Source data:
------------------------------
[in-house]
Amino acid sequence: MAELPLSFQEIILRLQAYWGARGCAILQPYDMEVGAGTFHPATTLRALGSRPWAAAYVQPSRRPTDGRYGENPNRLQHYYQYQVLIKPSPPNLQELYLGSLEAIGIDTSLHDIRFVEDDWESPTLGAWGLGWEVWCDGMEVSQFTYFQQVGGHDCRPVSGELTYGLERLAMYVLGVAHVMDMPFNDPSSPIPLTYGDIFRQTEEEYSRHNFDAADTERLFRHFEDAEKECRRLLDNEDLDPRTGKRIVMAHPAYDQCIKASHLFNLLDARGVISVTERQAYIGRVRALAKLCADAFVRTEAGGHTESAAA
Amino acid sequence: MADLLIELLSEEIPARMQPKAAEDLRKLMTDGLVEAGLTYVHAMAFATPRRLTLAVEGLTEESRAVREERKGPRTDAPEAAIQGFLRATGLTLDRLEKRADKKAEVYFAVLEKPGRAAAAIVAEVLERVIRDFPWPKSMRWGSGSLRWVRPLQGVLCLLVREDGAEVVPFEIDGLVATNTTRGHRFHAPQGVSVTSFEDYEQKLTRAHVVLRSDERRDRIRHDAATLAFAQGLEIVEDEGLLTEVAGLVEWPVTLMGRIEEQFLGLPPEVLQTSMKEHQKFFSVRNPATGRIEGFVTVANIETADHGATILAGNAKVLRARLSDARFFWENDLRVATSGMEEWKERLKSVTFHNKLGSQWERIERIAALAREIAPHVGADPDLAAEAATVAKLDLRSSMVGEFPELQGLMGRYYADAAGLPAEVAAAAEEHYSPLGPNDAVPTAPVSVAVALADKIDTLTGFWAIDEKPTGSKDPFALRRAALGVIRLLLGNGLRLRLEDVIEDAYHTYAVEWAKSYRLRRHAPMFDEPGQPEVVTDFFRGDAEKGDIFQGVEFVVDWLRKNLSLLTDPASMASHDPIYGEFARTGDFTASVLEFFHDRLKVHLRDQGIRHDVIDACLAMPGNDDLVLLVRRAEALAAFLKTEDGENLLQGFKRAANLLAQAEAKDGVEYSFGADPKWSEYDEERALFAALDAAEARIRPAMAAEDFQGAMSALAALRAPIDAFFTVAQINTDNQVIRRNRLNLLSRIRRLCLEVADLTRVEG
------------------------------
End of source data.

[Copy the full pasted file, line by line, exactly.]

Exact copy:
[in-house]
Amino acid sequence: MAELPLSFQEIILRLQAYWGARGCAILQPYDMEVGAGTFHPATTLRALGSRPWAAAYVQPSRRPTDGRYGENPNRLQHYYQYQVLIKPSPPNLQELYLGSLEAIGIDTSLHDIRFVEDDWESPTLGAWGLGWEVWCDGMEVSQFTYFQQVGGHDCRPVSGELTYGLERLAMYVLGVAHVMDMPFNDPSSPIPLTYGDIFRQTEEEYSRHNFDAADTERLFRHFEDAEKECRRLLDNEDLDPRTGKRIVMAHPAYDQCIKASHLFNLLDARGVISVTERQAYIGRVRALAKLCADAFVRTEAGGHTESAAA
Amino acid sequence: MADLLIELLSEEIPARMQPKAAEDLRKLMTDGLVEAGLTYVHAMAFATPRRLTLAVEGLTEESRAVREERKGPRTDAPEAAIQGFLRATGLTLDRLEKRADKKAEVYFAVLEKPGRAAAAIVAEVLERVIRDFPWPKSMRWGSGSLRWVRPLQGVLCLLVREDGAEVVPFEIDGLVATNTTRGHRFHAPQGVSVTSFEDYEQKLTRAHVVLRSDERRDRIRHDAATLAFAQGLEIVEDEGLLTEVAGLVEWPVTLMGRIEEQFLGLPPEVLQTSMKEHQKFFSVRNPATGRIEGFVTVANIETADHGATILAGNAKVLRARLSDARFFWENDLRVATSGMEEWKERLKSVTFHNKLGSQWERIERIAALAREIAPHVGADPDLAAEAATVAKLDLRSSMVGEFPELQGLMGRYYADAAGLPAEVAAAAEEHYSPLGPNDAVPTAPVSVAVALADKIDTLTGFWAIDEKPTGSKDPFALRRAALGVIRLLLGNGLRLRLEDVIEDAYHTYAVEWAKSYRLRRHAPMFDEPGQPEVVTDFFRGDAEKGDIFQGVEFVVDWLRKNLSLLTDPASMASHDPIYGEFARTGDFTASVLEFFHDRLKVHLRDQGIRHDVIDACLAMPGNDDLVLLVRRAEALAAFLKTEDGENLLQGFKRAANLLAQAEAKDGVEYSFGADPKWSEYDEERALFAALDAAEARIRPAMAAEDFQGAMSALAALRAPIDAFFTVAQINTDNQVIRRNRLNLLSRIRRLCLEVADLTRVEG